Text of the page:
Christopher Newport places a huge emphasis on service and community engagement. The university is very committed to engaging with the Newport News community.
In programs such as PLP and the Bonner Scholars, community engagement through volunteering is required. Outside of these programs, CNU has many more service organizations that highly encourage volunteering, such as Green Team and SPCA. For a freshman or transfer student, this can be overwhelming. “Why do so many volunteer?” “Where are they volunteering?” “How do they find the time?” These are all questions that are relatively common.
CNU students volunteer because we care about our community, both in and outside of CNU. To name just a few, we are volunteering all over Newport News, at food banks, museums, elementary schools and youth centers. In addition, students also spend a lot of time volunteering on campus. Typically, this involves tabling in the DSU, but there are plenty of other ways to volunteer on campus too. CNU’s weekly emails offer tons of opportunities. The biggest question is “How do they find the time?”
Time is where a lot of the worry stems from. Well, it’s a lot easier than you’d think to get hours done. The amount of time spent in class in college is typically a lot shorter than the time spent in class in high school. With the extra free time, you are able to explore the community around you. And if you so choose, volunteer in it. The biggest hurdle is actually getting out there and doing it.
A common mistake is waiting until the last minute. Don’t wait. Commit to 1-3 hours of volunteering a week, a small percentage of the 168 hours that are in a week, and you’ll be done with plenty of time to spare. Continue on that path and you’ll also be on your way to possibly graduating with a service distinction!
We all have that one subject that we just can’t stand. For me, it’s always been math. Ever since I had my first long division worksheet in fourth grade, I knew it wasn’t for me. With that said, it’s unavoidable when you’re seeking higher education. I took math throughout elementary, middle and high school; college is no different.
As a result of Christopher Newport’s liberal learning curriculum, we have to dip our toes into just about every field. As such, we all have to take at least one class in that subject we can’t stand, whatever it may be. It isn’t all bad though, and it definitely shouldn’t be anything to be afraid of. CNU wants academic excellence from its students, but this doesn’t mean the university has unrealistic expectations. At the end of the day, their goal is to help you succeed. To earn success, you have to challenge yourself.
When you leave college after four years, whether you enter the workforce or continue your education at a higher level, the general expectation is that you are a well-rounded student. A liberal learning curriculum ensures this is the case. You are the given the opportunity to explore your passions through your majors/minors, but fulfilling the areas of interest and liberal learning requirements offer an entirely different benefit. This is that you are able to grow and learn from completely new fields.
Now, this all sounds great, but a difficult class is still difficult. So, what can you do? Consider going to CNU’s Center for Academic Success to get extra help, talk to your professor, and always be sure to study!
Coming back from Thanksgiving break can be seen as a chore for some or as a motivating and rejuvenating feeling. For me, I come back from break with a clear mind. I feel ready to take on the last few weeks. I have found the most success in working extra hard before break so that all that I need to focus on after is final projects, papers and exams. This allows for a focused and determined mind.
I know it is easy to take those few days at home and come back feeling like all you want to do is turn around and go home. But, my advice to you is bask in the success of finishing a semester strong. Visit, the Center for Academic Success, go talk to your professors, spend this time making sure you are doing your best to secure those good grades.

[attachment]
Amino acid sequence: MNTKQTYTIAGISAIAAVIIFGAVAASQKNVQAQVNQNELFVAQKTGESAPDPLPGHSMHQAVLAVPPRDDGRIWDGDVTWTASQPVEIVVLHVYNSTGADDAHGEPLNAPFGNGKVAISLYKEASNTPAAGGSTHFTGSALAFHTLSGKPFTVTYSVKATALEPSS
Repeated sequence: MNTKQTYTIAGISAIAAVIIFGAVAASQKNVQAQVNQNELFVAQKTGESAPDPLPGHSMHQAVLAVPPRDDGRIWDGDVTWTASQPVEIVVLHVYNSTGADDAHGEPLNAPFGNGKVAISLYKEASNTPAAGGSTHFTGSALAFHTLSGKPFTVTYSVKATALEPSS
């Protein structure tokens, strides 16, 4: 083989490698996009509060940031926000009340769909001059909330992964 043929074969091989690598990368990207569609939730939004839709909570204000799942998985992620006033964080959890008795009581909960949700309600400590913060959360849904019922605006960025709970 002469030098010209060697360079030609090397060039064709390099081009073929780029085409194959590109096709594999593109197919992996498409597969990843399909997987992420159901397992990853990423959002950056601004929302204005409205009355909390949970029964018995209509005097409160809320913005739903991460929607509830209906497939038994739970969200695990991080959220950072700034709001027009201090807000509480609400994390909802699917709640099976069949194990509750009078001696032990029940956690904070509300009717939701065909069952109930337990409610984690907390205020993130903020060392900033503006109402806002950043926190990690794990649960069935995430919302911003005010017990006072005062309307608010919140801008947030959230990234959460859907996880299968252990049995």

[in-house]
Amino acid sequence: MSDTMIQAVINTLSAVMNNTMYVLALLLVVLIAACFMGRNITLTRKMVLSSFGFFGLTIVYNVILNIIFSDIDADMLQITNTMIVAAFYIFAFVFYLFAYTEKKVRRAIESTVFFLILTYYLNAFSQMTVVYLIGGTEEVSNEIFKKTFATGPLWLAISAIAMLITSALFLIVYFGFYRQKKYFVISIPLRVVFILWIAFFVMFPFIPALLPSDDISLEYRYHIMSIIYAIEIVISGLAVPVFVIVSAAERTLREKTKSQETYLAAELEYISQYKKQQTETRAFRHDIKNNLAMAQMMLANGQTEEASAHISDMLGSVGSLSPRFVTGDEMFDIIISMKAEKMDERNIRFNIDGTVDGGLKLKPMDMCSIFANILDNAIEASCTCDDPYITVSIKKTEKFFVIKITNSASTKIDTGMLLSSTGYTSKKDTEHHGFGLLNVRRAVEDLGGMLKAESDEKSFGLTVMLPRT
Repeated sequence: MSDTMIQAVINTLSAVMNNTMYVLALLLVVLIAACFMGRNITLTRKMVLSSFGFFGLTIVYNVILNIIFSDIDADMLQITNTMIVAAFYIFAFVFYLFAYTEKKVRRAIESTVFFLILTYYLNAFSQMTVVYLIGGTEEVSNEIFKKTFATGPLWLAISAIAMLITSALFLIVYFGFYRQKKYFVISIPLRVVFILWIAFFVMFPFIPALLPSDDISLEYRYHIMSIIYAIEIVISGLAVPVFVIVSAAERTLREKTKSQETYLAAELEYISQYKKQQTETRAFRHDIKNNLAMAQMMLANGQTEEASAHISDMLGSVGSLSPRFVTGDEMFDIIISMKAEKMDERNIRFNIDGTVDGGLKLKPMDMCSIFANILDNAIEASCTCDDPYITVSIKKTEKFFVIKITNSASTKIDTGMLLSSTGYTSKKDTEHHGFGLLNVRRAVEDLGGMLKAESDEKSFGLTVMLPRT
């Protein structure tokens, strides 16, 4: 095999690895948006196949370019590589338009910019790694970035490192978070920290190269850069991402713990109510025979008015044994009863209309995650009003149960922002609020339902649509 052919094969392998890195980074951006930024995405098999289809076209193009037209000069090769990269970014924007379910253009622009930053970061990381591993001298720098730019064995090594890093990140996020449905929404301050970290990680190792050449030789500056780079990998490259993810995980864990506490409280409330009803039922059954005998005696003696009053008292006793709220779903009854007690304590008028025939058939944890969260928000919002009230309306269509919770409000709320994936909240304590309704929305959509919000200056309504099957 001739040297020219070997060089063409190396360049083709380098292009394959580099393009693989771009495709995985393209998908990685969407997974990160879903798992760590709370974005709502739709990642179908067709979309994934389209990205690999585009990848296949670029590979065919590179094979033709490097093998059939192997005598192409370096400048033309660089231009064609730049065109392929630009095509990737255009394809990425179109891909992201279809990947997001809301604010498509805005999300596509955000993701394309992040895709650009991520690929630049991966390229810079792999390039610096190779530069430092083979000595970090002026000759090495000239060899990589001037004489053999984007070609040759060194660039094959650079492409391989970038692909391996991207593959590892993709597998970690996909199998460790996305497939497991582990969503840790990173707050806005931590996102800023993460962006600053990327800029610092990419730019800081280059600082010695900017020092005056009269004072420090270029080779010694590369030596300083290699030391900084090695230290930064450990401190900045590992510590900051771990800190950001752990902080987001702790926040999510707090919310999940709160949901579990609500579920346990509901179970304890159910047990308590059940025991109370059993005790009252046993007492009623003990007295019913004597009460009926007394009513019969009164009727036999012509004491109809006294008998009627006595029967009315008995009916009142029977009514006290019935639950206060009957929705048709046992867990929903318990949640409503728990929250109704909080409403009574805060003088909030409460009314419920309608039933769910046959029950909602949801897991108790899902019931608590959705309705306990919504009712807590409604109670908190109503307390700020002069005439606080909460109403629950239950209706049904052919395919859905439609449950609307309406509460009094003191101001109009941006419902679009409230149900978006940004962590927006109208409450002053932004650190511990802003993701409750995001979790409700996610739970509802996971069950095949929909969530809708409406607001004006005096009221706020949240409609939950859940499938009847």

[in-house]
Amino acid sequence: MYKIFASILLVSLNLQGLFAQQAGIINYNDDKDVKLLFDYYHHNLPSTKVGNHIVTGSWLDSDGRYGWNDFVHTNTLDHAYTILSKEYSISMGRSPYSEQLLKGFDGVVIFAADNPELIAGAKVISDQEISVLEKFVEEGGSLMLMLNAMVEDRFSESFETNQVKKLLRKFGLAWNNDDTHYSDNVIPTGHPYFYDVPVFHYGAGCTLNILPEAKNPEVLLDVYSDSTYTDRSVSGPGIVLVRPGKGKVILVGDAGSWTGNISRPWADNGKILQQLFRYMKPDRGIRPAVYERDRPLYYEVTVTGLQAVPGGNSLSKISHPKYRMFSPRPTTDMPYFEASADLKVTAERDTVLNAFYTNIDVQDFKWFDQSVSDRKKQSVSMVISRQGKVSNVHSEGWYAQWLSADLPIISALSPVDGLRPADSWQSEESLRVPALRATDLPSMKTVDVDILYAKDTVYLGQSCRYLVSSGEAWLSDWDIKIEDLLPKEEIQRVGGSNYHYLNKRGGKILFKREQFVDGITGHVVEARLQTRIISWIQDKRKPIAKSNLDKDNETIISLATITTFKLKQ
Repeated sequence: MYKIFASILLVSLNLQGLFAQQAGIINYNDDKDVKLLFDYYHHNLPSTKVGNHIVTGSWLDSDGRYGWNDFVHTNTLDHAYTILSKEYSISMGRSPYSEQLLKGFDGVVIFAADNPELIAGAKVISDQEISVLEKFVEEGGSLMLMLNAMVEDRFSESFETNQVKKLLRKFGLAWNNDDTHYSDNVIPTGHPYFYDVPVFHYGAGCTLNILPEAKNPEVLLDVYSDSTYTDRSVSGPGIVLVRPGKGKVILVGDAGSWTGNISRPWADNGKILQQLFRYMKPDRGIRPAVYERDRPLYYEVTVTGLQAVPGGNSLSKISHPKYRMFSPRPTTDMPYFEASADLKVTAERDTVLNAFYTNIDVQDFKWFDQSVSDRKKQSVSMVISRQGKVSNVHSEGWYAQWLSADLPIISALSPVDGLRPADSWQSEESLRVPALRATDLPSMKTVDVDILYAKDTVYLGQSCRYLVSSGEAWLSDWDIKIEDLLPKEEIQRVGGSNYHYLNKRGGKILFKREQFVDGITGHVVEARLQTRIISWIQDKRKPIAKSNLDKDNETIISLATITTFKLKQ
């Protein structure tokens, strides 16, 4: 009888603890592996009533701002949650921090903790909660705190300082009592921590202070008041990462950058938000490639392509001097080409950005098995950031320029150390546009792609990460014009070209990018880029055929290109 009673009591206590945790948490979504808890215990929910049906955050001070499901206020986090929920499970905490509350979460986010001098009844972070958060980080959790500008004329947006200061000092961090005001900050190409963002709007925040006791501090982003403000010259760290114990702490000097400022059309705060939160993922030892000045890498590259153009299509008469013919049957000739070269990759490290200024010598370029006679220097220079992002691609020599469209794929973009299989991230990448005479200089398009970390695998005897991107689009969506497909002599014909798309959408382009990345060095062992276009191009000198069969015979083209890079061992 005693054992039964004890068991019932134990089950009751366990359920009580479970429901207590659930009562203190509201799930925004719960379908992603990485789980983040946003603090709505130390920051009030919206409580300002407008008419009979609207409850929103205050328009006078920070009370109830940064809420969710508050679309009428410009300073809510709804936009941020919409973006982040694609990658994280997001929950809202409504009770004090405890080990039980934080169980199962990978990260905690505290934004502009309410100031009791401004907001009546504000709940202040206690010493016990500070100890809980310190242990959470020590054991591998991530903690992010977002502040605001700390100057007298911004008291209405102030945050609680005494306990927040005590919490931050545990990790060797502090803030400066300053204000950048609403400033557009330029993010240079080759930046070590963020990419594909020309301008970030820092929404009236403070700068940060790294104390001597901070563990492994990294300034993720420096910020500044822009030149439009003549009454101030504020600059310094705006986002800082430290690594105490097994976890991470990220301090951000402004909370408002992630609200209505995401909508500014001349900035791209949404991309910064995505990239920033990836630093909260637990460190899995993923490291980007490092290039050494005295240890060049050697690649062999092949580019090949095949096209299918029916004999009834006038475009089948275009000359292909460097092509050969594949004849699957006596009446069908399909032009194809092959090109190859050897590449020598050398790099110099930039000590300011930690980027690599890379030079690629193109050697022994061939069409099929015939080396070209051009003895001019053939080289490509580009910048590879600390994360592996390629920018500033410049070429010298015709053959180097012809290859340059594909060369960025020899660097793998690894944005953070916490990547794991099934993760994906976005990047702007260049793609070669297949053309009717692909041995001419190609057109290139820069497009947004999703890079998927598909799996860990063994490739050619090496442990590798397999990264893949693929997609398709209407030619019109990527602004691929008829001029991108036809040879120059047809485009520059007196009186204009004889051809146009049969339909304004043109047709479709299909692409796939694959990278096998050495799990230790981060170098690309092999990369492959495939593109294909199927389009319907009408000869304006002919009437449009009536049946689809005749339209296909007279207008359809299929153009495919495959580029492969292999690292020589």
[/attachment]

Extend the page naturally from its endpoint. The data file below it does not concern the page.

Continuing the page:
My all time favorite thing about coming back from break is coming back to the holiday feeling in the air. The students are decorating their room doors with wreaths and wrapping paper. Every academic building has a real, fully decorated and enormous tree standing center stage right when you walk in. I enjoyed decorating my room this year for the holiday and it gives me a great atmosphere to start studying for those approaching finals.
Everyone sleeps. And I think everyone can agree, aside from a few characters in “Nightmare on Elm Street,” that it’s pretty great. Unfortunately, a lot of the time, we don’t get enough. Late nights are almost a staple of college life. Every once in a while, it’s OK (not good, but you’ll live). Though, if you begin to fall into a pattern of late nights, then you’ll find yourself suffering from some major consequences.
Firstly, if you consistently are having sleepless nights, you’ll create a “sleep debt.” This is sleep that your body needs to function properly, and it must be acquired one way or another. This can lead to you falling asleep in class, or falling asleep at inopportune times in general. While a midday nap is awesome, it’s not so good if it means you’re missing time that you could be using to finish schoolwork. If you don’t finish it in the day, then you’ll have to finish it at night, and the cycle repeats.
It’s recommended that a college student gets, at least, eight hours of sleep every night. I bet you’re wondering “How?” Well, don’t worry, it’s a lot easier than you think. The best way to tackle this issue is planning. Now, this doesn’t mean you have to live your life according to a schedule, but a few guidelines could certainly help. Set times to get your work and prior obligations done during the day, allotting time for you to get eight or more hours of sleep before your earliest class in the morning.
It’s never too late to make the change. If you’re struggling with academics, consider changing your sleep schedule. A good night’s sleep could be all it takes to get you in the right state of mind for success!
If you’re unfamiliar with Friendsgiving, it’s an annual tradition among a lot of friend groups. You gather with your friends to share a delicious Thanksgiving-style meal. Though, unlike true Thanksgiving, the food is usually microwaveable and a heck of a lot cheaper. What’s important isn’t the food, but the camaraderie and company. Fortunately, I was able to take part in my very first Friendsgiving right here at CNU.
I’ve never been much of a cook, so, all I contributed was six cups of mac n’ cheese that I microwaved and then dropped into a big bowl. Though, you’d be surprised at how much college kids love that stuff. There were burgers, fries, chicken nuggets, noodles, donuts and cookies, all courtesy of fast food restaurants. All the best food groups represented, am I right? We dug in and reminisced over all that had happened these past months. Suffice it to say, a lot has happened.